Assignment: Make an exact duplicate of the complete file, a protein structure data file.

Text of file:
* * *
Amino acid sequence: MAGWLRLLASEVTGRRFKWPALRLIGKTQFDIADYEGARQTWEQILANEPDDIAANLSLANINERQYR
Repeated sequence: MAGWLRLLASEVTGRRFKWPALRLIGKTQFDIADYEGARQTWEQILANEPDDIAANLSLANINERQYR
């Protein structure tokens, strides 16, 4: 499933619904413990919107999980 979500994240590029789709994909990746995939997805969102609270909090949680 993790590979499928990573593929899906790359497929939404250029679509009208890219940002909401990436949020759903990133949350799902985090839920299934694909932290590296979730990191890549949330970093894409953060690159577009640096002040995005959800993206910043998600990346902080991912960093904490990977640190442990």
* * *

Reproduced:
Amino acid sequence: MAGWLRLLASEVTGRRFKWPALRLIGKTQFDIADYEGARQTWEQILANEPDDIAANLSLANINERQYR
Repeated sequence: MAGWLRLLASEVTGRRFKWPALRLIGKTQFDIADYEGARQTWEQILANEPDDIAANLSLANINERQYR
């Protein structure tokens, strides 16, 4: 499933619904413990919107999980 979500994240590029789709994909990746995939997805969102609270909090949680 993790590979499928990573593929899906790359497929939404250029679509009208890219940002909401990436949020759903990133949350799902985090839920299934694909932290590296979730990191890549949330970093894409953060690159577009640096002040995005959800993206910043998600990346902080991912960093904490990977640190442990």